Car Accident Settlement Agreement Letter - PDF

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					      Third District Court of Appeal
              State of Florida, January Term, A.D. 2009

                         Opinion filed February 11, 2009.
         Not final until disposition of timely filed motion for rehearing.

                               ________________

                               No. 3D08-1465
                   Lower Tribunal Nos. 06-18955; 06-10636
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               Mercury Insurance Company of Florida,
                                    Appellant,

                                          vs.

                             Miguel A. Fonseca,
                                    Appellee.



     An Appeal from the Circuit Court for Miami-Dade County, Daryl E.
Trawick, Judge.

     Elizabeth K. Russo, for appellant.

     Swope, Rodante and Celene Humphries (Tampa), for appellee.


Before CORTIÑAS, ROTHENBERG, and LAGOA, JJ.

     CORTIÑAS, J.
      Appellee, Miguel Fonseca, was injured in a car accident allegedly caused by

a policyholder of Appellant, Mercury Insurance Company of Florida. Fonseca

sued the policyholder, who raised the existence of a settlement as an affirmative

defense. In a separate action, Mercury sought a declaratory judgment recognizing

the validity of the same settlement. The trial court consolidated the two cases.

The single issue on appeal is whether correspondence between Fonseca and

Mercury was sufficient to form a settlement. The trial court held that it was not.

We disagree and reverse.

      After the accident, counsel for Fonseca sent Mercury a letter stating that:

            This letter shall serve as a formal demand for a tendering
            of any and all available policy limits including umbrella
            coverages.

      Two days later, Mercury responded:

            As requested, this carrier is tendering it’s [sic] bodily
            injury policy limits. Accordingly, enclosed is this
            carrier’s settlement check in the amount of $10,000.00.

            Also enclosed is a proposed settlement release which is
            not intended to be a final instrument until you have
            approved. If you should require any changes or
            additions, please advise. Otherwise, please see that
            [Fonseca] executes the release . . . .”

      We review de novo the legal question of whether a contract was formed.

Munroe v. U.S. Food Serv., 985 So. 2d 654, 655 (Fla. 1st DCA 2008). The law of

contracts governs settlements. Robbie v. City of Miami, 469 So. 2d 1384, 1385



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(Fla. 1985). To form a binding contract there must be an offer and acceptance.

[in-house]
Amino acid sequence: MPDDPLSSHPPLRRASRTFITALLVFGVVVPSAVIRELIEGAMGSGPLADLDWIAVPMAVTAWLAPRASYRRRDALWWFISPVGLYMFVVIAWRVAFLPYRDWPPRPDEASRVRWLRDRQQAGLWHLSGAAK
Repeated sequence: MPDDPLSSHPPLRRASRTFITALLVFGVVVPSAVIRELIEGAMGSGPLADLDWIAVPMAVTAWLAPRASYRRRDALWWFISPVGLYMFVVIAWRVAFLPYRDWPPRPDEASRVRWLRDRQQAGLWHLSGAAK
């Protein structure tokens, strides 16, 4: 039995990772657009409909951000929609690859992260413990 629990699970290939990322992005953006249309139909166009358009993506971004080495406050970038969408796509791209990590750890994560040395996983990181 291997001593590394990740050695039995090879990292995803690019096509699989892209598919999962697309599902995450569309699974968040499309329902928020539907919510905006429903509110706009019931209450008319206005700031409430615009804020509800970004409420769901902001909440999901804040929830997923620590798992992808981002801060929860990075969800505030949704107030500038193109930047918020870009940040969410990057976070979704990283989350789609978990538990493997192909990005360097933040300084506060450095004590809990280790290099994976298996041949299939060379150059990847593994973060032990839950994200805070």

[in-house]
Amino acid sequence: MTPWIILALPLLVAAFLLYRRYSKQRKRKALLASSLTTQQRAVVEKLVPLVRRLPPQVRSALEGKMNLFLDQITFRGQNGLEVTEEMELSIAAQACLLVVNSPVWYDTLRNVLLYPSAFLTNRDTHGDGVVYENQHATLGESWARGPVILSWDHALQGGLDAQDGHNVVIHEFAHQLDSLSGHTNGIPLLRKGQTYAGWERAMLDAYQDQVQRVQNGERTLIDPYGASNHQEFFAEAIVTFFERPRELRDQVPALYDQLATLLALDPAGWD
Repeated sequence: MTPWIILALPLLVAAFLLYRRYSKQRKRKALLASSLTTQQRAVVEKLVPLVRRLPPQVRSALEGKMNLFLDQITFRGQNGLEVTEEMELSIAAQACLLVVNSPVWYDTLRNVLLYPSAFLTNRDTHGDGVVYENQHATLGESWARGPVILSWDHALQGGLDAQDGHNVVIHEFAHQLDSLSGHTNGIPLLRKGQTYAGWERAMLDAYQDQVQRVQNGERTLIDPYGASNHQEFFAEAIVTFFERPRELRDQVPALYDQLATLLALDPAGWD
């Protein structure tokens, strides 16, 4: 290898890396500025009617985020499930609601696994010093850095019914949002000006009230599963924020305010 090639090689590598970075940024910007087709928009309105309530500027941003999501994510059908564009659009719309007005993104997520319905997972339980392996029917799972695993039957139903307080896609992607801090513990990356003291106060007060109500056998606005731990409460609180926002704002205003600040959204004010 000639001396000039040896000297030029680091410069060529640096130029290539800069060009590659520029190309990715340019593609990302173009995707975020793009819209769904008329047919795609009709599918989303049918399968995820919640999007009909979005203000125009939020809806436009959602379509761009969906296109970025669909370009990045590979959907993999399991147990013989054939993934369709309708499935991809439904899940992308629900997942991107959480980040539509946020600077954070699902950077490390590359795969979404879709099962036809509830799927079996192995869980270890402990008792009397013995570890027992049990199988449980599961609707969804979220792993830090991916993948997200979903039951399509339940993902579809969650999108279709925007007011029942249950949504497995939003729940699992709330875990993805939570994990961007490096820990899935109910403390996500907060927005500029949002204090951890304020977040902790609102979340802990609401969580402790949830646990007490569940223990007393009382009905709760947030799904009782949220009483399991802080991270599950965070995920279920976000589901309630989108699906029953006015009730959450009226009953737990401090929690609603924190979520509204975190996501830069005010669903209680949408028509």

See Etheredge v. Barkley, 6 So. 861 (Fla. 1889).

        The demand letter sent by Fonseca’s counsel is not unique and the question

of whether it constitutes an offer has already been answered by this Court. Peraza

v. Robles, 983 So. 2d 1189, 1190 (Fla. 3d DCA 2008); see Nichols v. Martell, 612

So. 2d 657, 658 (Fla. 3d DCA 1993) (finding that a similar demand letter was more

than a mere invitation to settle). The demand letter in Peraza stated “Please tender

the policy limits within fifteen (15) days or we will consider [the insurance

company] is acting in bad faith.” 1 Here, as was the case in Peraza, the demand

letter constituted an offer to settle.

        Once Fonseca offered to settle, all that was required to form a binding

contract was acceptance by Mercury. In Erhardt v. Duff, 729 So. 2d 529 (Fla. 4th

DCA 1999), Erhardt was injured when he and Duff were in a car accident. Erhardt

sent to Duff’s insurance company a demand for tender of the policy limits. See id.

Like Mercury, the insurance company in Erhardt agreed to settle only if the injured

party signed a release. Id. at 530. The court determined that the requested release

did not transform the insurance company’s acceptance into a counteroffer, holding

that “the execution of the release was implicit as part of the tender, and not an

additional element of the agreement.” Id.; Nichols, 612 So. 2d at 658 (accepting


1
    Mercury’s Motion for Reconsideration. R. Vol. V. p.874.

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an offer to settle an auto insurance claim does not become a counteroffer merely

because the tender of policy limits includes a release). A document releasing an

insurance company from liability for claims arising from the same incident for

which the full policy limits were tendered, particularly where the injured party is

permitted to modify such a release, is the kind of usual settlement document

implicit in any settlement agreement. 2 See Peraza, 983 So. 2d at 1190; Nichols,

612 So. 2d at 658; Erhardt, 729 So. 2d at 530. Here, Fonseca offered to settle,

Mercury accepted, and a contract was formed.

      Reversed and remanded.




2
  Substantial modification to a release may, under certain circumstances, evidence
that a contract was not formed. This is especially true where the modification is
proposed at or near the time of tender. Here, in contrast, Fonseca made an offer on
September 14, 2004, which Mercury responded to by tendering payment and
requesting a release two days later, on September 16, 2004. Fonseca did not object
to the tender or the proposed release until 60 days later, on November 15, 2004.

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